What the World Will Look Like When The Water Leaves Us by Laura van den Berg – Book Review

I wanted to give Laura van den Berg’s collection the same diligence I have already given AS Byatt and am giving David Foster Wallace but I just don’t see a reason to go through each story. They are roughly the same story repeated throughout the book with a young female narrator, some inept/weak guys, searching, and unseen monsters.  Shampoo. Rinse. Repeat. You have a collection of short stories.

Is this overly harsh? Yes. But van den Berg’s collection is frustrating because a couple of stories do show promise (such as the title story, What the World Will Look Like When All the Water Leaves Us and Inverness) and you want to like the other stories. van den Berg is certainly a writer adept at using words. Her descriptions are elegant but also repetitive. The first time you encounter her female lead the character is crisp but by the fourth time you encounter her, you already know what to expect from the story. There is a certain level of depth and connection that is simply missing. With the first story, Jean is a woman working as a Bigfoot impersonator and dealing with a dying friend and a family who wants her to give up the acting stuff and move home. There should be some pretty clear connections to be drawn between Bigfoot, her impersonating Bigfoot, people paying to have a run-in with a fake Bigfoot and the pretense her friend can no longer live under because of his impending demise. But they’re just not justified by the text. Next is a story of siblings where the daughter is trying to take care of the younger, mentally disturbed brother after their parents die in the Amazon looking for South America’s equivilant to Bigfoot. Again, there is thread after thread after thread that is begging to be ran together at some point but it never happens.

In the end, the collection feels like a big box of pastry puffs. They look like they should be substantial little bits of goodness, their presentation is bang on, they taste really good but after consuming the box you realize that they were just hollow shells crammed with sweet goodness and empty calories. The moments where van den Berg comes the closest to working are the moments when she either connects the monster more closely to the story or when the monster isn’t a focus at all. With “Inverness,” we follow a woman looking for rare flowers around Loch Ness as another group of scientiest search for the Loch Ness Monster. It works because the woman’s significant other never shows up just like how the monster never shows up. There is a futileness to each quest that is doubled over and balanced by eachother. It is equally paralleled by the story of one of the investigator’s, McKay, and his marriage that is more endured than enjoyed by his wife.

The second story that works well is the title story, What the World Will Look Like When All the Water Leave Us. A daughter goes on a mission with her mother in search of some lemurs to prove a scientific theory correct. The mother is distant, distracted, inattentive and largely inaccessible. It’s clear that she is more concerned with herself (her studies and her lovers) than her daughter and, to the daughter’s credit, she recognizes this and largely makes peace with it while trying to find her own identity. While her sexuality grows with her being around a colleague of her mother’s (who also happens to believe her mother is wrong in her theory), the daughter increasingly becomes her own person and the story ends with her deciding to head back to NY to pursue her life as a professional swimmer while her mother treks off into the jungle in search of a validation for a theory we are led to believe will be entirely futile. While various monkeys/lemurs are talked about as having once been thought of as monsters, the whole mythical beast angle simply isn’t played up – and it’s a strong suit as the mythical beast isn’t some ape wandering around the forest but the mother’s obsessions that steal her attentions and energies. I think it also works because it creates a tension that is largely lacking in other stories. Where her other works feel malformed or half-formed, this feels like a total work. There is a reason for the events beyond it being five days in someone’s life with Bigfoot. With “What the World…” van den Berg isn’t obtuse with the conflict. A common problem throughout the collection is a vagueness in purpose and in meaning, they become frustrating reads because they continually refuse to offer a reason for having read them or for the significance of the events given to us. There is a profusion of images which the reader instinctively desires to find meaning with but not enough material within the stories to properly make any connections. “What the World…” sets up a dynamic between the mother and daughter and provides the material to support connections drawn within the text.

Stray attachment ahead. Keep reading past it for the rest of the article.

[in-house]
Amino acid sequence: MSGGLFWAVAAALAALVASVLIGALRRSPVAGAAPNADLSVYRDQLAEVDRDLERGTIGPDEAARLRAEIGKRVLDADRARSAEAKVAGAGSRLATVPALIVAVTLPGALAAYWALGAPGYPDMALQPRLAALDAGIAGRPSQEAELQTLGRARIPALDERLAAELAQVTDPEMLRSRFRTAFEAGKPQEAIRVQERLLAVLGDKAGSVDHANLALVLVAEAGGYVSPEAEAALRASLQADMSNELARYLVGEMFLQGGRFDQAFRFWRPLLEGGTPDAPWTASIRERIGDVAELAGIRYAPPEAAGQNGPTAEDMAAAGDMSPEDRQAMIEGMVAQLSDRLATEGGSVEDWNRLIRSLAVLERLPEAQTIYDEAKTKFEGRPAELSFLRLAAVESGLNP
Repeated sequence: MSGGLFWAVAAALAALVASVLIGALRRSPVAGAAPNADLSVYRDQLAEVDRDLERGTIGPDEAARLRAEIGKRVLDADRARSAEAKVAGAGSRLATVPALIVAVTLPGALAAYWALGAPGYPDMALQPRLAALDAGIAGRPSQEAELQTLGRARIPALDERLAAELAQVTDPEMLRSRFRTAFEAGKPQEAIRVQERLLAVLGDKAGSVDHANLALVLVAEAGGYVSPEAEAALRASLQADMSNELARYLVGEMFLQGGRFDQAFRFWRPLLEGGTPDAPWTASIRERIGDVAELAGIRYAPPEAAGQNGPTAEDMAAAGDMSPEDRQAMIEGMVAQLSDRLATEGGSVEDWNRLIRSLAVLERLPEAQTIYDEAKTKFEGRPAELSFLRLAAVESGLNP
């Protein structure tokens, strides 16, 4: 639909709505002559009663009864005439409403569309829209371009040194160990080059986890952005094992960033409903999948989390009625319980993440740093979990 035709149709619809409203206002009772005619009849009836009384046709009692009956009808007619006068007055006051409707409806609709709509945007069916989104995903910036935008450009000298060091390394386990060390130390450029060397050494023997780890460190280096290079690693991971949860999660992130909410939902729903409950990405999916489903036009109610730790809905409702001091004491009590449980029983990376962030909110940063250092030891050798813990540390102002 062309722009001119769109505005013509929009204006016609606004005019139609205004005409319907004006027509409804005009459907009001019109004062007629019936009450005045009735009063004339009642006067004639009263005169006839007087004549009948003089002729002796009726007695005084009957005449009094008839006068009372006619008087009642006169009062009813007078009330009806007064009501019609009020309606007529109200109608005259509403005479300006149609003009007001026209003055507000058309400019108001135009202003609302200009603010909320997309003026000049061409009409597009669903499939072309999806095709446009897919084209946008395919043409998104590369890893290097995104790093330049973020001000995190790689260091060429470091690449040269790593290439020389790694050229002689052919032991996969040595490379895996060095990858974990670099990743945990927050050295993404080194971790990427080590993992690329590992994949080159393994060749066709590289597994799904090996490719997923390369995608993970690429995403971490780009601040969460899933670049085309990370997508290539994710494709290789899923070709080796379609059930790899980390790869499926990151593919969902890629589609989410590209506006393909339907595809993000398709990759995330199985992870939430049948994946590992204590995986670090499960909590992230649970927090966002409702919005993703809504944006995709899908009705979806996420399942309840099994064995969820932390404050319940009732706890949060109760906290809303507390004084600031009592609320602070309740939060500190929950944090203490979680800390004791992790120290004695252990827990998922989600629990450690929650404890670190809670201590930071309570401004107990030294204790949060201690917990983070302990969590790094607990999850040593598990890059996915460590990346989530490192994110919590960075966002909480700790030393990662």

If van den Berg was more consistent in drawing connections between the use/need of the imaginary monsters and the stories told, or if there was greater variety in her characters or if there seemed a point beyond the stories other than “Five days in my boring life…”…well, if if if.  I wanted to like the stories.  There are aspects of van den Berg’s prose that I really enjoyed but this collection is just too flat and repetitive. Each of her stories has the pieces to be good, just like you can go out and accumulate the pieces to build a car engine. But it only matters if they are put together correctly so that the engine can run. van den Berg’s engines are nearly completed but she seems to be missed a key part here or there, just enough to keep the engines from firing up.

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